Brief Article Open Access
Copyright ©2013 Baishideng. All rights reserved.
World J Psychiatr. Jun 22, 2013; 3(2): 25-33
Published online Jun 22, 2013. doi: 10.5498/wjp.v3.i2.25
Adherence to medication: A nation-wide study from the Children’s Cancer Hospital, Egypt
Hanan El Malla, Nathalie Ylitalo Helm, Ulrica Wilderäng, Yasser El Sayed Elborai, Gunnar Steineck, Ulrika Kreicbergs
Hanan El Malla, Nathalie Ylitalo Helm, Ulrica Wilderäng, Gunnar Steineck, Division of Clinical Cancer Epidemiology, Department of Oncology, Sahlgrenska University Hospital, 413 45 Gothenburg, Sweden
Nathalie Ylitalo Helm, Department of Medical Epidemiology and Biostatistics, Karolinska Institutet, 171 77 Stockholm, Sweden
Yasser El Sayed Elborai, Children’s Cancer Hospital (CCHE 57357), Cairo 11617, Egypt
Yasser El Sayed Elborai, National Cancer Institute, Cairo 11796, Egypt
Gunnar Steineck, Division of Clinical Cancer Epidemiology, Department of Oncology and Pathology, Karolinska Institutet, 171 77 Stockholm, Sweden
Ulrika Kreicbergs, Department of Women’s and Children’s Health, Karolinska Institutet, 171 77 Stockholm, Sweden
Ulrika Kreicbergs, Sophiahemmet University College, 114 27 Stockholm, Sweden
Author contributions: All authors contributed to this paper.
Correspondence to: Dr. Hanan El Malla, Division of Clinical Cancer Epidemiology, Department of Oncology, Sahlgrenska University Hospital, 413 45 Gothenburg, Sweden. hanan.el.malla@oncology.gu.se
Telephone: +46-735004512 Fax: +46-31-209250
Received: February 5, 2013
Revised: April 4, 2013
Accepted: April 13, 2013
Published online: June 22, 2013

Abstract

AIM: To investigate adherence to medical regimen and predictors for non-adherence among children with cancer in Egypt.

METHODS: We administered two study specific questionnaires to 304 parents of children diagnosed with cancer at the Children’s Cancer Hospital in Cairo, Egypt, one before the first chemotherapy treatment and the other before the third. The questionnaires were translated to colloquial Egyptian Arabic, and due, to the high illiteracy level in Egypt an interviewer read the questions in Arabic to each parent and registered the answers. Both questionnaires consisted of almost 90 questions each. In addition, a Case Report Form was filled in from the child’s medical journal. The study period consisted of 7 mo (February until September 2008) and we had a participation rate of 97%. Descriptive statistics are presented and Fisher’s exact test was used to check for possible differences between the adherent and non-adherent groups. A P-value below 0.05 was considered significant. Software used was SAS version 9.3 for Windows (SAS Institute Inc., Cary, NC, United States).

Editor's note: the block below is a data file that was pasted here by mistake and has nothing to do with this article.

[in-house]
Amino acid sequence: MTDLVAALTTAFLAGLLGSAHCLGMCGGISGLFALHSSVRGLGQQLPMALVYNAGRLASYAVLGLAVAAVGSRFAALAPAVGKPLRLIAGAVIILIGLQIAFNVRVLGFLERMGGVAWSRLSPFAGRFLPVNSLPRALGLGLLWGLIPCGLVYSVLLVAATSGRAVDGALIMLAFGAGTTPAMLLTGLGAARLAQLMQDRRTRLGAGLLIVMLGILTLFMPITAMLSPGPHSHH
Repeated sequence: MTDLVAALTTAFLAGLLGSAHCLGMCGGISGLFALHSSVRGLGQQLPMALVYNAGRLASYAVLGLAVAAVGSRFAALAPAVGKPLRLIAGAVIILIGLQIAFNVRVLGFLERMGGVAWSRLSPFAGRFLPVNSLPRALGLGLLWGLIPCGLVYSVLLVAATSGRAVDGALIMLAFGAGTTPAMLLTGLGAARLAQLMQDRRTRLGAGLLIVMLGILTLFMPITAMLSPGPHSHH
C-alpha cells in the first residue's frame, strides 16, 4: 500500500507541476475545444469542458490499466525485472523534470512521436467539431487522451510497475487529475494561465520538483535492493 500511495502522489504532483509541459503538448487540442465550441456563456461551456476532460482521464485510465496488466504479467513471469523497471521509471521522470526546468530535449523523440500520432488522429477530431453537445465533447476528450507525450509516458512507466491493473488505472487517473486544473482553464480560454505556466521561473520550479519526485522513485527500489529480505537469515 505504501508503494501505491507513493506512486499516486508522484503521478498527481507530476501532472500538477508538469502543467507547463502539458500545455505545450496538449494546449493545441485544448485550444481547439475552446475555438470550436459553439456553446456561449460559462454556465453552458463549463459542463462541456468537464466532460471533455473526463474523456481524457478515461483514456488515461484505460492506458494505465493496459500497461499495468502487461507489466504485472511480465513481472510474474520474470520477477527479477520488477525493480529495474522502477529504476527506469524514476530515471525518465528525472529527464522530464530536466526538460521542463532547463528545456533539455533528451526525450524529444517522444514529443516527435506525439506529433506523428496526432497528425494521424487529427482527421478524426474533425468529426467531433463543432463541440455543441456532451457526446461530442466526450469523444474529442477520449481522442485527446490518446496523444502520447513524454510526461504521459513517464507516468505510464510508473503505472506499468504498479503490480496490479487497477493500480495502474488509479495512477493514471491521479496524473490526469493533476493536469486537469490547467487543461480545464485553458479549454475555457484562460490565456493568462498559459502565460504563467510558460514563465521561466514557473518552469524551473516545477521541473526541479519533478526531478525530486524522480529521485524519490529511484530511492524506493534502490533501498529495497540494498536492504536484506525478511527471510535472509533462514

RESULTS: Two hundred and eighty-one (90%) parents answered the second questionnaire, regarding their child’s adherence behaviour. Approximately two thirds of the children admitted to their third chemotherapy treatment had received medical recommendations upon discharge from the first or second chemotherapy treatment (181/281, 64%). Sixty-eight percent (123/181) of the parents who were given medical recommendations reported that their child did not follow the recommendations. Two main predictors were found for non-adherence: child resistance (111/123, 90%) and inadequate information (100/123, 81%). In the adherent group, 20% of the parents (n = 12/58) reported trust in their child’s doctor while 14 percent 8/58 reported trust in the other health-care professionals. Corresponding numbers for the non-adherent group are 8/123 (7%) for both their child’s doctor and other health-care professionals. Almost all of the parents expressed a lack of optimism towards the treatment (116/121, 96%), yet they reported an intention to continue with the treatment for two main reasons, for the sake of their child’s life (70%) (P = 0.005) and worry that their child would die if they discontinued the treatment (81%) (P < 0.0001).

CONCLUSION: Non-adherence to medical regimen is common among children diagnosed with cancer in Egypt, the main reasons being child resistance and inadequate information.

Key Words: Cancer, Adherence to medical regimen, Non-compliance, Patient-physician communication, Paediatric oncology, Psycho-oncology, Psychosocial